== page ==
How weird Everything can be. Why is there no sensible write-up on England? Okay, everyone knows what it is, but surely we could do with a basic outline. The following was written in haste with no intention of completeness.

The southern half of the island of Great Britain, corresponding roughly to the Roman province of Britannia; they ruled the local Celtic peoples through client kingdoms. After the withdrawal of the Roman legions in about 410, Germanic tribes began to invade: the Angles, Saxons, and Jutes. The name England was early on used for the whole country, not just the region of the Angles. The Saxon kingdoms were gradually united under the house of Wessex, and by about 950 England was a unified kingdom, except that from time to time some parts of it were occupied by Danes. The Duke of Normandy claimed the throne in 1066 and conquered the country.

England conquered Ireland in the twelfth century, and Wales in the fourteenth, began to acquire an overseas empire in the sixteenth century, and was united with Scotland in the seventeenth. This was later formalized into the kingdom of Great Britain, then into the United Kingdom. The nation of England results from the fusion of all these influences. ("Britain" in modern use is a synonym for the United Kingdom as a whole.)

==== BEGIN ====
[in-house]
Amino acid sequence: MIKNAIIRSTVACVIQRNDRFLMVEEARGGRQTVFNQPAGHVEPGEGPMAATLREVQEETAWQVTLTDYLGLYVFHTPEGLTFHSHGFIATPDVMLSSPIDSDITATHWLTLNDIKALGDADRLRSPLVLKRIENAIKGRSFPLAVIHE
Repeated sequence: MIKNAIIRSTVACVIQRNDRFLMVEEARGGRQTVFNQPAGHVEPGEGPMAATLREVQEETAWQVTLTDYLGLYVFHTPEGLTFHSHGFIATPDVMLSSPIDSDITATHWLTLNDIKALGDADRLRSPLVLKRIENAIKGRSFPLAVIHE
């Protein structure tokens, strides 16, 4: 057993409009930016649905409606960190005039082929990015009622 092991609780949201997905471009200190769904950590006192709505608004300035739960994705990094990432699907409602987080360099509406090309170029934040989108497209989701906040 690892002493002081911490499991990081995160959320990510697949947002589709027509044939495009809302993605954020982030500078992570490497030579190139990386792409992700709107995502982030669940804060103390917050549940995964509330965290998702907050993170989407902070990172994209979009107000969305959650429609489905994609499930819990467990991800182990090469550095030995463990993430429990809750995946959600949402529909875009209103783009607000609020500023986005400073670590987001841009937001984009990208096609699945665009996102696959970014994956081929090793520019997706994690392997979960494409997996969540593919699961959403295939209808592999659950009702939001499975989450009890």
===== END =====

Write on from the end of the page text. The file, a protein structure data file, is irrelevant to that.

England is small in area but has a large population, being the great majority of the UK. This unavoidable dominance understandably causes friction in the other member countries. Wales has technically been part of England for legal purposes since 1536 (see England and Wales), but is de facto one of the four separate countries of the UK, and cannot in any other way be considered as part of England.

The country's pride is its countryside, green and small-scale, created by over a thousand years of habitation. There are no mountains or forests of any significance size, though the small patches of woodland are exquisite, and all the available agricultural land was taken by Saxon times. The highest peaks are in the beautiful Lake District in the north-west. The famous 'forests' such as Sherwood Forest and the New Forest are open spaces containing villages and some woodland. There is rugged moorland of great beauty in North Yorkshire, in Dartmoor and Exmoor in the south-west, and in Shropshire. The coast of Cornwall is spectacular.

The other element in England is its buildings, especially the parish churches. Virtually every last village has its church, dating from between 1100 and 1400, with brasses and effigies and gravestones. The cathedrals are magnificent. But England largely lacks stained glass, which was invented here (Jarrow) because of the savage iconoclasm of the Civil War. Then there are the magnificent houses of the past, the "stately homes", many of which are now open to the public. (My advice to those intending to visit and tour is to join the National Trust straight away, which will save a lot on individual admission prices, trust me.)

Every village also has its pub, where the people congregate every night, and here we drink beer. There's whole lot more to the country but someone else can tell it. The climate is mild and pleasant because of the Gulf Stream.